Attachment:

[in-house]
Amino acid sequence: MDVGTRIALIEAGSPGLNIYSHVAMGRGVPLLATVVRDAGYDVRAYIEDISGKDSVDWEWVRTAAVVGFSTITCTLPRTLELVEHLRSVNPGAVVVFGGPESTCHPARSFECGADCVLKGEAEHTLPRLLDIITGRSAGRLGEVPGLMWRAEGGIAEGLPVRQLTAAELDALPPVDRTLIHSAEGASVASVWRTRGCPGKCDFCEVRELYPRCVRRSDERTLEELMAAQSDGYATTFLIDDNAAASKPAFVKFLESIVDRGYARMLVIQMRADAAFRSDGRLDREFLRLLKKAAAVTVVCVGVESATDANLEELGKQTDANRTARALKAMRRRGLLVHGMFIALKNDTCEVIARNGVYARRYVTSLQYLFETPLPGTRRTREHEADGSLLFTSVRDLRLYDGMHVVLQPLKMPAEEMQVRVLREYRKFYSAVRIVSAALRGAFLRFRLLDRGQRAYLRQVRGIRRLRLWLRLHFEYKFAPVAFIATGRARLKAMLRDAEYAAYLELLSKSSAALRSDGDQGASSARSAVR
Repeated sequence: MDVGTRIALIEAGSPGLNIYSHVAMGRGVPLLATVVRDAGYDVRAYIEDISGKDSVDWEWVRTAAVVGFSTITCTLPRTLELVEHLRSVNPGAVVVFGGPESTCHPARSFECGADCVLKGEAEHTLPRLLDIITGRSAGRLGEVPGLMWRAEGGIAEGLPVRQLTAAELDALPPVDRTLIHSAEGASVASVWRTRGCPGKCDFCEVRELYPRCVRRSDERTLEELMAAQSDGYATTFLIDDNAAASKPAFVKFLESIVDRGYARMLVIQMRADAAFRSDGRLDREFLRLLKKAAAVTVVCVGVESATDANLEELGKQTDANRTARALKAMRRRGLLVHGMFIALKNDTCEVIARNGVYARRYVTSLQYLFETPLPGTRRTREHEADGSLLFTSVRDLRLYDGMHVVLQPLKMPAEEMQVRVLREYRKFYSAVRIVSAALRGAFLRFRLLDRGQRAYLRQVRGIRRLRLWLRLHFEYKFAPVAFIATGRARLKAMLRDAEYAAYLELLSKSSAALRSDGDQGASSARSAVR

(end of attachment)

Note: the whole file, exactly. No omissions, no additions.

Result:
[in-house]
Amino acid sequence: MDVGTRIALIEAGSPGLNIYSHVAMGRGVPLLATVVRDAGYDVRAYIEDISGKDSVDWEWVRTAAVVGFSTITCTLPRTLELVEHLRSVNPGAVVVFGGPESTCHPARSFECGADCVLKGEAEHTLPRLLDIITGRSAGRLGEVPGLMWRAEGGIAEGLPVRQLTAAELDALPPVDRTLIHSAEGASVASVWRTRGCPGKCDFCEVRELYPRCVRRSDERTLEELMAAQSDGYATTFLIDDNAAASKPAFVKFLESIVDRGYARMLVIQMRADAAFRSDGRLDREFLRLLKKAAAVTVVCVGVESATDANLEELGKQTDANRTARALKAMRRRGLLVHGMFIALKNDTCEVIARNGVYARRYVTSLQYLFETPLPGTRRTREHEADGSLLFTSVRDLRLYDGMHVVLQPLKMPAEEMQVRVLREYRKFYSAVRIVSAALRGAFLRFRLLDRGQRAYLRQVRGIRRLRLWLRLHFEYKFAPVAFIATGRARLKAMLRDAEYAAYLELLSKSSAALRSDGDQGASSARSAVR
Repeated sequence: MDVGTRIALIEAGSPGLNIYSHVAMGRGVPLLATVVRDAGYDVRAYIEDISGKDSVDWEWVRTAAVVGFSTITCTLPRTLELVEHLRSVNPGAVVVFGGPESTCHPARSFECGADCVLKGEAEHTLPRLLDIITGRSAGRLGEVPGLMWRAEGGIAEGLPVRQLTAAELDALPPVDRTLIHSAEGASVASVWRTRGCPGKCDFCEVRELYPRCVRRSDERTLEELMAAQSDGYATTFLIDDNAAASKPAFVKFLESIVDRGYARMLVIQMRADAAFRSDGRLDREFLRLLKKAAAVTVVCVGVESATDANLEELGKQTDANRTARALKAMRRRGLLVHGMFIALKNDTCEVIARNGVYARRYVTSLQYLFETPLPGTRRTREHEADGSLLFTSVRDLRLYDGMHVVLQPLKMPAEEMQVRVLREYRKFYSAVRIVSAALRGAFLRFRLLDRGQRAYLRQVRGIRRLRLWLRLHFEYKFAPVAFIATGRARLKAMLRDAEYAAYLELLSKSSAALRSDGDQGASSARSAVR